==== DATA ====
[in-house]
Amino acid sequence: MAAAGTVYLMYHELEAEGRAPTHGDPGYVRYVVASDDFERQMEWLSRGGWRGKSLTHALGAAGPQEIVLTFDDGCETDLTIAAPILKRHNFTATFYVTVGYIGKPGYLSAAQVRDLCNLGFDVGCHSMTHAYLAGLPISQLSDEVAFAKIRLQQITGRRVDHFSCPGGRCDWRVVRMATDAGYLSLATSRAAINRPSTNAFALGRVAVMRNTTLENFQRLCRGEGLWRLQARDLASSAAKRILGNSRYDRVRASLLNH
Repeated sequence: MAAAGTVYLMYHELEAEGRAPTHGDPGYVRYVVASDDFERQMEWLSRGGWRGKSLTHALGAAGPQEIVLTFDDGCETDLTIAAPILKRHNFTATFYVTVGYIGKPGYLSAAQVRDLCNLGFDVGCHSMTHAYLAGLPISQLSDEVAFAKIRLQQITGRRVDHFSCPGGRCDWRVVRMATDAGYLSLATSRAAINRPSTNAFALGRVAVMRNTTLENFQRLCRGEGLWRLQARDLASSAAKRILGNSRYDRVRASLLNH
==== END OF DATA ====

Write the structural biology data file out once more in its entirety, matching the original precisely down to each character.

[in-house]
Amino acid sequence: MAAAGTVYLMYHELEAEGRAPTHGDPGYVRYVVASDDFERQMEWLSRGGWRGKSLTHALGAAGPQEIVLTFDDGCETDLTIAAPILKRHNFTATFYVTVGYIGKPGYLSAAQVRDLCNLGFDVGCHSMTHAYLAGLPISQLSDEVAFAKIRLQQITGRRVDHFSCPGGRCDWRVVRMATDAGYLSLATSRAAINRPSTNAFALGRVAVMRNTTLENFQRLCRGEGLWRLQARDLASSAAKRILGNSRYDRVRASLLNH
Repeated sequence: MAAAGTVYLMYHELEAEGRAPTHGDPGYVRYVVASDDFERQMEWLSRGGWRGKSLTHALGAAGPQEIVLTFDDGCETDLTIAAPILKRHNFTATFYVTVGYIGKPGYLSAAQVRDLCNLGFDVGCHSMTHAYLAGLPISQLSDEVAFAKIRLQQITGRRVDHFSCPGGRCDWRVVRMATDAGYLSLATSRAAINRPSTNAFALGRVAVMRNTTLENFQRLCRGEGLWRLQARDLASSAAKRILGNSRYDRVRASLLNH